Campbell Addy: I had that moment in 2021 when I went to Ghana and this kid came up to me in a cafe and said he really loved what I do. Because I’m still just a boy from Croydon who likes taking photos. It’s in those moments when I feel like I’m doing the work I always wanted to do, when my community outside of London and New York are following and seeing. Because when I was his age I had nobody to look up to, I had no clue. ‘Making it’ is such a redundant term, too. Are you happy? If so, you’ve made it. 

Saul Nash: And also, we live in a time when the exterior doesn’t match the interior, you go onto Instagram and it looks as though everyone has made it. I’ve had lots of ‘Oh shit’ moments recently but I remember going to a dance battle and my friends admitting that they were originally sceptical of what I was doing but they said they’re really behind me. That meant a lot to me because they are my community. 

Campbell Addy: People at uni didn’t understand it, either. Do you think that’s always going to be a conundrum in your journey as an artist? 

Saul Nash: I think there’s a point where you have to not care, there are people who my work really resonates with and that’s the most important thing for me. Now I’m at a place where I’m doing what I love to do and I’m not really affected by whether people get it or not. 

What annoys you most about being a young creative today?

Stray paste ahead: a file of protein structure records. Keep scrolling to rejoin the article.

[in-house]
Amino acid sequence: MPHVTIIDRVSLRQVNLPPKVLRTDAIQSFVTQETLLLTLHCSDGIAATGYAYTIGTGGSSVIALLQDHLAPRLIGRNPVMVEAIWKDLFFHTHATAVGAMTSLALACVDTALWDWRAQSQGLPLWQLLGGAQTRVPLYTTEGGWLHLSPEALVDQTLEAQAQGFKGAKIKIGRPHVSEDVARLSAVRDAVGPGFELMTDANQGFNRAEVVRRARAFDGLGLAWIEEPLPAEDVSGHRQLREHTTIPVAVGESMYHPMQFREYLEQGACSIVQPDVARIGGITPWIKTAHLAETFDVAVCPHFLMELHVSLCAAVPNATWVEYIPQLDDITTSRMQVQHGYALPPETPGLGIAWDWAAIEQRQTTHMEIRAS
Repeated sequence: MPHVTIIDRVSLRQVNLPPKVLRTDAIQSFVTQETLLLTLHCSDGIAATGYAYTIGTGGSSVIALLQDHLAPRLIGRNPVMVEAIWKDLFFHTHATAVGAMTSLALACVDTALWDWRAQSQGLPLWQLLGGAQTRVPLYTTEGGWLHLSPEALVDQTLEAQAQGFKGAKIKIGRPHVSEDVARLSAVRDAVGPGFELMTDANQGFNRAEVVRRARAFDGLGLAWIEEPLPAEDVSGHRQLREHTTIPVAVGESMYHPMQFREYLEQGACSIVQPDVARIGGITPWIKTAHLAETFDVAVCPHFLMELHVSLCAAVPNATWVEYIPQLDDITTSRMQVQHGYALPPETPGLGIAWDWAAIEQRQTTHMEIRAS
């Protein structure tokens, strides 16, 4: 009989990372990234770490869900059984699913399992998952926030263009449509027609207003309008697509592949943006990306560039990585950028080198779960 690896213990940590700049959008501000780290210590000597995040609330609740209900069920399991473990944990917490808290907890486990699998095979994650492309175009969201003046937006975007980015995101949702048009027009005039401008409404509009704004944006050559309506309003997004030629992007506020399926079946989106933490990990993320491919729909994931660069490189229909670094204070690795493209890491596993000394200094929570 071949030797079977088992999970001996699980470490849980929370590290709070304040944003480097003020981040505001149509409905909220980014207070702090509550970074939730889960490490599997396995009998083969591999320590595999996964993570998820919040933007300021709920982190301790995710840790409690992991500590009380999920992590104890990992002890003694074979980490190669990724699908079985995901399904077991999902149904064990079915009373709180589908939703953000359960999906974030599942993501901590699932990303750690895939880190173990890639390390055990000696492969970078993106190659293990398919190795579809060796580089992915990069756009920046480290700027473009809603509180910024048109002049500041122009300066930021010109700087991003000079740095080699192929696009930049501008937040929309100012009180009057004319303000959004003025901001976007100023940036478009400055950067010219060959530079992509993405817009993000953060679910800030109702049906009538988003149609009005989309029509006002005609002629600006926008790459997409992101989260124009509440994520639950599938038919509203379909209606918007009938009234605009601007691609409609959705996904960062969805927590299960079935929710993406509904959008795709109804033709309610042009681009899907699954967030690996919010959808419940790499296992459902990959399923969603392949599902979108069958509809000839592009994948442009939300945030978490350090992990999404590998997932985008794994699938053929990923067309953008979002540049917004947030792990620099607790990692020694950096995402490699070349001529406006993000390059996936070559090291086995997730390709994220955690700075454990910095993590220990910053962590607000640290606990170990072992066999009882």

Campbell Addy: Infrastructure, because I’ve suffered from a lack of mentorship. My first experiences of being on big sets were that of my own, and, even now, I’d still love to assist photographers. The passing of information is so vital, especially within the Black community, that’s why I mentor. I’m here as a transitional figure to move things forward. And I’m not gonna lie, it feels lonely being so young and grafting this much, I’ve not had a holiday in nearly six years. I’m trying to balance it out now but I miss my friends, I miss Saul. I know he won’t believe me, but I do. 

Saul Nash: You think I don’t believe you? You’re so funny. Everything I learnt from school selling crisps I had to tap back into when running a brand. When I left college I had to learn that there are parts of the job that are just not fun, like day-to-day accounts, and my to-do list has 100 things on it. That’s something you don’t learn at uni. Like setting up a limited company and VAT. 

Campbell Addy: That killed me! I’m dyslexic as hell and I remember watching YouTube videos on how to do this stuff while at the library at Saint Martins. Cultural studies is cool but we need business studies attached to it. We’re taught to be free-willed but then you have to create an invoice and you’re like ‘huh? what’s an invoice?’

What do you want to see each other do creatively in the next few years? Is there a specific project you’d like to see the other do?

Campbell Addy: Yes! I don’t know if I wanna talk about it in too much detail but I would love to see Saul create costumes for a film or a major ballet company – but not of the Western world. When I see you I will show you what I mean. And I would like a t-shirt that says ‘I’m with Saul’. 

Saul Nash: Okay! Interesting, well you could just buy some of my clothes? I wanna see a Campbell Addy academy for aspiring creatives. A Campbell Addy gallery. There’s a lot I want to see but it’s more about what I wish for you. 

Campbell Addy: Let’s link and sort it out? We can do anything! I just hope everything we talked about on those bloody cold concrete stairs in Saint Martins comes true. Go forth and conquer.